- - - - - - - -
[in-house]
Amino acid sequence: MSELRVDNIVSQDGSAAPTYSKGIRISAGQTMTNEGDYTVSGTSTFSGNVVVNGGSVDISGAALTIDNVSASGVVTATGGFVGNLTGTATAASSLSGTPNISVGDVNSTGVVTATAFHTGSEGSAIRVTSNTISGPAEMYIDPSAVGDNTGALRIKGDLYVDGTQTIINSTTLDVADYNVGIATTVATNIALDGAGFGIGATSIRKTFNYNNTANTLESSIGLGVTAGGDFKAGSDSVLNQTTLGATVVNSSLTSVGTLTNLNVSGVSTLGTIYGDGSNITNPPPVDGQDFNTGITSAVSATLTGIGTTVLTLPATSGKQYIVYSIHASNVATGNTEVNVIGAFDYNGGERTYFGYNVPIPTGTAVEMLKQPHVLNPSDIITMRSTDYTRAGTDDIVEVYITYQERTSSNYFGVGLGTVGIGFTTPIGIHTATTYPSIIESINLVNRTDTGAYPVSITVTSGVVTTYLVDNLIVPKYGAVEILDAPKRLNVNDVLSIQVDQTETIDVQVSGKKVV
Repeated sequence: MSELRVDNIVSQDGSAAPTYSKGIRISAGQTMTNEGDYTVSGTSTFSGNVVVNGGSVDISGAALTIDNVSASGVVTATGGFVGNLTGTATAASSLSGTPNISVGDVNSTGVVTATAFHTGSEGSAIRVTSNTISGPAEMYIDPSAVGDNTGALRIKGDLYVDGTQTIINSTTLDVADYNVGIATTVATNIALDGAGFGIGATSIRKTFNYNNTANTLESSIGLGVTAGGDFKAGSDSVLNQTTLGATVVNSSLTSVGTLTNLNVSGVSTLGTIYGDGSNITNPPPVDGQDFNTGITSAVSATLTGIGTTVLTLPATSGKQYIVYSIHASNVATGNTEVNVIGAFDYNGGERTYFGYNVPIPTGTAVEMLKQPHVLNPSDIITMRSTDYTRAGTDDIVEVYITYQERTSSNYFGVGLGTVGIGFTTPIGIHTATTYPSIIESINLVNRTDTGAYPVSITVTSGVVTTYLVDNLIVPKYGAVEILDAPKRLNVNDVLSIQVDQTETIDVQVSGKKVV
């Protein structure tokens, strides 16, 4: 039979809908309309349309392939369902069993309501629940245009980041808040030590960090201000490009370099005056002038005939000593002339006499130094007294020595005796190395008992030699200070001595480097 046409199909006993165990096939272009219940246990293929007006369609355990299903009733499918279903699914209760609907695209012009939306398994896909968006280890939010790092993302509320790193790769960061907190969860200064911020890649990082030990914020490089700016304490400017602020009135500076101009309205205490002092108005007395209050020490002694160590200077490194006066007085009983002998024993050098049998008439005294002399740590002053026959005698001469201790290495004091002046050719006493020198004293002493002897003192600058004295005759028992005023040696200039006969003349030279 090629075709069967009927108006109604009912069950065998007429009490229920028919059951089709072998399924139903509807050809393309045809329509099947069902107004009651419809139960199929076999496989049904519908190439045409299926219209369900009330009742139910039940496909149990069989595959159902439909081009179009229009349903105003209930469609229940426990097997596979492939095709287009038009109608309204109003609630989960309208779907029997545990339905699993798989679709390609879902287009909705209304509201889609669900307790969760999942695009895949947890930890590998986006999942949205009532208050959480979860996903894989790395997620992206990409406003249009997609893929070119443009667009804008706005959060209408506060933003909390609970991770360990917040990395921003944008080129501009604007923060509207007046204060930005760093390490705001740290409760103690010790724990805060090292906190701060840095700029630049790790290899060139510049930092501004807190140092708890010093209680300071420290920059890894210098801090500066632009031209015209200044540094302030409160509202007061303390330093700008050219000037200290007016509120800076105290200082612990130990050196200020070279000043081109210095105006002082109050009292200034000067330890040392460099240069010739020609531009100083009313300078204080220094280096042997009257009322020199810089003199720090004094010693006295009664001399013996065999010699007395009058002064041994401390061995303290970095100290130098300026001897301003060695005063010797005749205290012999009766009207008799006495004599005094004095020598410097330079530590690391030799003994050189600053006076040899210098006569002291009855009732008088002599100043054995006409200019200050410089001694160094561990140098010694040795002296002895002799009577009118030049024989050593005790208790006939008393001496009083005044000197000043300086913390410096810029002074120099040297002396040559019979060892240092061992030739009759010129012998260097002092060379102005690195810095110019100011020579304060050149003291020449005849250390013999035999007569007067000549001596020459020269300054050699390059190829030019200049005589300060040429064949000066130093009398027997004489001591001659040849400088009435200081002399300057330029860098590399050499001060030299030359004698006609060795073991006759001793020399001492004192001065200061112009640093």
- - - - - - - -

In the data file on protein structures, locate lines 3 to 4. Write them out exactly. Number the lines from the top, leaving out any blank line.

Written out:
Repeated sequence: MSELRVDNIVSQDGSAAPTYSKGIRISAGQTMTNEGDYTVSGTSTFSGNVVVNGGSVDISGAALTIDNVSASGVVTATGGFVGNLTGTATAASSLSGTPNISVGDVNSTGVVTATAFHTGSEGSAIRVTSNTISGPAEMYIDPSAVGDNTGALRIKGDLYVDGTQTIINSTTLDVADYNVGIATTVATNIALDGAGFGIGATSIRKTFNYNNTANTLESSIGLGVTAGGDFKAGSDSVLNQTTLGATVVNSSLTSVGTLTNLNVSGVSTLGTIYGDGSNITNPPPVDGQDFNTGITSAVSATLTGIGTTVLTLPATSGKQYIVYSIHASNVATGNTEVNVIGAFDYNGGERTYFGYNVPIPTGTAVEMLKQPHVLNPSDIITMRSTDYTRAGTDDIVEVYITYQERTSSNYFGVGLGTVGIGFTTPIGIHTATTYPSIIESINLVNRTDTGAYPVSITVTSGVVTTYLVDNLIVPKYGAVEILDAPKRLNVNDVLSIQVDQTETIDVQVSGKKVV
């Protein structure tokens, strides 16, 4: 039979809908309309349309392939369902069993309501629940245009980041808040030590960090201000490009370099005056002038005939000593002339006499130094007294020595005796190395008992030699200070001595480097 046409199909006993165990096939272009219940246990293929007006369609355990299903009733499918279903699914209760609907695209012009939306398994896909968006280890939010790092993302509320790193790769960061907190969860200064911020890649990082030990914020490089700016304490400017602020009135500076101009309205205490002092108005007395209050020490002694160590200077490194006066007085009983002998024993050098049998008439005294002399740590002053026959005698001469201790290495004091002046050719006493020198004293002493002897003192600058004295005759028992005023040696200039006969003349030279 090629075709069967009927108006109604009912069950065998007429009490229920028919059951089709072998399924139903509807050809393309045809329509099947069902107004009651419809139960199929076999496989049904519908190439045409299926219209369900009330009742139910039940496909149990069989595959159902439909081009179009229009349903105003209930469609229940426990097997596979492939095709287009038009109608309204109003609630989960309208779907029997545990339905699993798989679709390609879902287009909705209304509201889609669900307790969760999942695009895949947890930890590998986006999942949205009532208050959480979860996903894989790395997620992206990409406003249009997609893929070119443009667009804008706005959060209408506060933003909390609970991770360990917040990395921003944008080129501009604007923060509207007046204060930005760093390490705001740290409760103690010790724990805060090292906190701060840095700029630049790790290899060139510049930092501004807190140092708890010093209680300071420290920059890894210098801090500066632009031209015209200044540094302030409160509202007061303390330093700008050219000037200290007016509120800076105290200082612990130990050196200020070279000043081109210095105006002082109050009292200034000067330890040392460099240069010739020609531009100083009313300078204080220094280096042997009257009322020199810089003199720090004094010693006295009664001399013996065999010699007395009058002064041994401390061995303290970095100290130098300026001897301003060695005063010797005749205290012999009766009207008799006495004599005094004095020598410097330079530590690391030799003994050189600053006076040899210098006569002291009855009732008088002599100043054995006409200019200050410089001694160094561990140098010694040795002296002895002799009577009118030049024989050593005790208790006939008393001496009083005044000197000043300086913390410096810029002074120099040297002396040559019979060892240092061992030739009759010129012998260097002092060379102005690195810095110019100011020579304060050149003291020449005849250390013999035999007569007067000549001596020459020269300054050699390059190829030019200049005589300060040429064949000066130093009398027997004489001591001659040849400088009435200081002399300057330029860098590399050499001060030299030359004698006609060795073991006759001793020399001492004192001065200061112009640093």